PHOTO CALL: Highlights from the 2011 Junior Theatre Festival; Jeanine Tesori Honored | Playbill

Related Articles
Junior Theater Festival PHOTO CALL: Highlights from the 2011 Junior Theatre Festival; Jeanine Tesori Honored The 2011 Junior Theatre Festival was held in Atlanta, GA, Jan. 14-16. The event, which attracted over 2,000 students from across the U.S., honored Tony Award nominee and Olivier Award-winning composer Jeanine Tesori.

Over 50 schools were represented in the festival, which is sponsored by Music Theatre International and Disney Theatrical Productions and is produced by Atlanta's Theater of the Stars and New York City-based iTheatrics, which helps develop stage works for young people.

Various student groups were also honored with the "Freddie G Awards," which recognize achievements in teamwork and production excellence. The awards were named for MTI CEO Freddie Gershon.

Here is a look at some of the talented young performers and special guests:

Highlights from the 2011 Junior Theatre Festival; Jeanine Tesori Honored

Tony Award winner and Disney Theatrical Group president Tom Schumacher delivered the keynote speech and Grammy-winning songwriter and producer Bryan-Michael Cox participated in a Q&A with teachers and students.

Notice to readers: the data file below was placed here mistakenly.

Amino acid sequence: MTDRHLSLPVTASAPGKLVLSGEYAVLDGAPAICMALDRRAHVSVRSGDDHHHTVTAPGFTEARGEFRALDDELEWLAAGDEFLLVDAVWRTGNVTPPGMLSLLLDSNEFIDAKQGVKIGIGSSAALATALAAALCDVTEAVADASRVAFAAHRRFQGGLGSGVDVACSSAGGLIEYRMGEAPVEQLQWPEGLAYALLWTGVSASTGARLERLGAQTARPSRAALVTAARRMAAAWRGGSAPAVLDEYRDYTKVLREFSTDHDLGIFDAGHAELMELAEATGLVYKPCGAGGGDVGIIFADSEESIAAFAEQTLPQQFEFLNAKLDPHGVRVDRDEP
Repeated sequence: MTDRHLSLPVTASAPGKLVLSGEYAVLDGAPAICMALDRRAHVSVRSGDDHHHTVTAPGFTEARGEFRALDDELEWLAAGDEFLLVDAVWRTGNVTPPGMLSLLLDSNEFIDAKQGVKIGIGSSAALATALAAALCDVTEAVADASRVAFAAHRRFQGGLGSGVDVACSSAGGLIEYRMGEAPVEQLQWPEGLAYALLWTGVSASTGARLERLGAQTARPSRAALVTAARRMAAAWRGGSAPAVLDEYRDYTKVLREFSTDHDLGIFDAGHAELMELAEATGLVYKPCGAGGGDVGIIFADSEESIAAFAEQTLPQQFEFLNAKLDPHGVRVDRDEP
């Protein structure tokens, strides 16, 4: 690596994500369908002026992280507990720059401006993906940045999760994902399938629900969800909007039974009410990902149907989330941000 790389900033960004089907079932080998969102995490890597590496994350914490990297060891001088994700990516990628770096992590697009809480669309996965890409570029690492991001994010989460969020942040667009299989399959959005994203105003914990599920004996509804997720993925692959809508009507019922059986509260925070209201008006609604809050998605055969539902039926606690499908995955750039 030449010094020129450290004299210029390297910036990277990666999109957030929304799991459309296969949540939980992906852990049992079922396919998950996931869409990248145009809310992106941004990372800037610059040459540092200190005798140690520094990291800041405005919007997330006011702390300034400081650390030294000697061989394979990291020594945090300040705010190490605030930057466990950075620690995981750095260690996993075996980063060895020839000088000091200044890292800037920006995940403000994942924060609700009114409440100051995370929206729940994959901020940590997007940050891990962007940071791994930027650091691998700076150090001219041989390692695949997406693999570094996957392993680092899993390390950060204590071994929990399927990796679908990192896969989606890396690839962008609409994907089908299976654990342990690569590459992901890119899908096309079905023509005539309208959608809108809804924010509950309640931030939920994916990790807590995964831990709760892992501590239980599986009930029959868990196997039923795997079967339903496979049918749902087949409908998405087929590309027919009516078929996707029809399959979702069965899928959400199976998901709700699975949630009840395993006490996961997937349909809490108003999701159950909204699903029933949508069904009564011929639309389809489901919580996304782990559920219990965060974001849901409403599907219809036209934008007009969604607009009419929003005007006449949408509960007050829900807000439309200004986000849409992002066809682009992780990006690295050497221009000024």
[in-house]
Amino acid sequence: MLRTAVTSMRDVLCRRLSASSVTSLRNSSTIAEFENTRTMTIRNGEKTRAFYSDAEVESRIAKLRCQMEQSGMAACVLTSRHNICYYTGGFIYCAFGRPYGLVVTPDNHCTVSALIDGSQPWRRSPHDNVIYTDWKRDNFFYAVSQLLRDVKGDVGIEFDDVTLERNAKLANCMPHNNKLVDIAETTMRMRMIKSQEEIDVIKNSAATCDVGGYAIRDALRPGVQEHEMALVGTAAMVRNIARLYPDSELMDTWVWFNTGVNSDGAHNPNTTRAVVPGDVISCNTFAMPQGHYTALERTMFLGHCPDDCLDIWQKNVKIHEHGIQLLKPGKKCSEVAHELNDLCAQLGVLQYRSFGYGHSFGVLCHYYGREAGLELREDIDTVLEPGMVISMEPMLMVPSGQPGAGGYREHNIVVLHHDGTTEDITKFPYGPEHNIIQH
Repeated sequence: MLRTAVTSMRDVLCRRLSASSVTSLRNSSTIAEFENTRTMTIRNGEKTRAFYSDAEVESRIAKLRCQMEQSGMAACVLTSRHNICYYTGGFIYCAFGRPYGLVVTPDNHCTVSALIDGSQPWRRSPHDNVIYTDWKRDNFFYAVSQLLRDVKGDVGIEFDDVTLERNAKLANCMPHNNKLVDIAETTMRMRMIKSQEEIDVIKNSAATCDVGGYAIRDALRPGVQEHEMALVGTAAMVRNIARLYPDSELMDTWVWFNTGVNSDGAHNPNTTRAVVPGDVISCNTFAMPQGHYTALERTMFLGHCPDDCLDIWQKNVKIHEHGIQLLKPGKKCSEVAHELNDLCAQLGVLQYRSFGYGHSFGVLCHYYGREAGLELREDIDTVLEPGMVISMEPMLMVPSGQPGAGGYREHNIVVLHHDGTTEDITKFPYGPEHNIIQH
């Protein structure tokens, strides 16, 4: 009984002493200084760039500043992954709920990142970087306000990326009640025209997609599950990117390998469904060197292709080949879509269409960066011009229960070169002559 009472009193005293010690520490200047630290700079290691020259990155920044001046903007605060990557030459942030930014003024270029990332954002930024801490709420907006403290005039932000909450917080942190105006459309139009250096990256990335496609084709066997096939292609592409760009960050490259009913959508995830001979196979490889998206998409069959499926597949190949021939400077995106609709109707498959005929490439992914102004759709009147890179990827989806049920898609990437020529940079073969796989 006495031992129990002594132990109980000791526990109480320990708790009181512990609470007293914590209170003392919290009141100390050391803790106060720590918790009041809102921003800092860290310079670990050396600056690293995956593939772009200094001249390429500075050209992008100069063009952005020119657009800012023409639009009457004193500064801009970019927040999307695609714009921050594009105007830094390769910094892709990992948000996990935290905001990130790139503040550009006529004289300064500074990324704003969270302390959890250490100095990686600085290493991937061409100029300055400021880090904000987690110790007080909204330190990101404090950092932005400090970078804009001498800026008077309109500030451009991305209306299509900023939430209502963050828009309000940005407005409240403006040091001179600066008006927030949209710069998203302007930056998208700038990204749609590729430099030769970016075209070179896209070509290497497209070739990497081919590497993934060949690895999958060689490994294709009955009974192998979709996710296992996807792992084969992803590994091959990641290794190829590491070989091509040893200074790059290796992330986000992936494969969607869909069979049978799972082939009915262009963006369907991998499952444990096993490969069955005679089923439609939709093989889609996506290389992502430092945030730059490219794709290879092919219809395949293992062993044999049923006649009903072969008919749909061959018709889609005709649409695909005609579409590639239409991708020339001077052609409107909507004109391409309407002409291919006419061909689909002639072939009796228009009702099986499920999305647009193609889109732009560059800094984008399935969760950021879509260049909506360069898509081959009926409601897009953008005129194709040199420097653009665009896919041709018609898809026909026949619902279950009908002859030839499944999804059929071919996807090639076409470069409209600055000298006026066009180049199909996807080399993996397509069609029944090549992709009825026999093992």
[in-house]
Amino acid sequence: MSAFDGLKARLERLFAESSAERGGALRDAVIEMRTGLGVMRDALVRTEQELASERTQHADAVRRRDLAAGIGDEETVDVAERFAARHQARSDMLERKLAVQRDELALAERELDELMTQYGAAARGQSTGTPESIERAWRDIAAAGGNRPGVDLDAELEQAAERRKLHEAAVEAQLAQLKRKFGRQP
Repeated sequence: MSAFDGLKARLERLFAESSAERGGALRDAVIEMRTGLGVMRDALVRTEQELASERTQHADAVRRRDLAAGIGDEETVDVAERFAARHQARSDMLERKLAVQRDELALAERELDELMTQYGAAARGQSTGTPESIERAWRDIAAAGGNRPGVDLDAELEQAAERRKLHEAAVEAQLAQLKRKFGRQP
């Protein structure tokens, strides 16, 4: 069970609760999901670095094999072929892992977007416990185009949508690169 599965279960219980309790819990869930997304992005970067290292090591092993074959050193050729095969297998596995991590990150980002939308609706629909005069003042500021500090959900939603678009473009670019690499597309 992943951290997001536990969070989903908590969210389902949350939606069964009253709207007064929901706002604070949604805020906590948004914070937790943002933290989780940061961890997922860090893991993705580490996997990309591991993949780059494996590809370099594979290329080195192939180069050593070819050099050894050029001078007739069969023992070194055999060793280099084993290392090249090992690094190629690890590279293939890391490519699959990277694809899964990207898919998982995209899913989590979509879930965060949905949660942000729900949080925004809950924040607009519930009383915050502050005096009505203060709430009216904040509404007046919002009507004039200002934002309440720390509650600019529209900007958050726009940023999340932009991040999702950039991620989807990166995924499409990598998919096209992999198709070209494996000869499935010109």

Also on hand were A Chorus Line cast member and revival director Baayork Lee; Tony Award-nominated Fences director Kenny Leon; Tony Award-winning lighting designer Ken Billington (The Scottsboro Boys); choreographer Maddie Kelly (Taboo); sound designer Matt Kraus (Liza at the Palace); actor Stephen Eng (Pacific Overtures); O'Neill Theatre Center Juniors Program head Brad Simmons; SpotCo marketing director Nick Pramik; and wardrobe specialist Jay Woods.

"There have been over 50,000 separate grade school productions in the U.S.A. and the thousands of students at the Junior Theater Festivals show the world why experiential learning through musical theatre is so important," Gershon said in a statement. "The experience of being part of a show allows our young people to become valuable members of society by learning life skills like working together, problem solving, public performance and utilizing their imagination and creativity as a team. It also lets them build a life-long appreciation for one of America's unique art forms, musical theatre."

Today’s Most Popular News:

Blocking belongs
on the stage,
not on websites.

Our website is made possible by
displaying online advertisements to our visitors.

Please consider supporting us by
whitelisting with your ad blocker.
Thank you!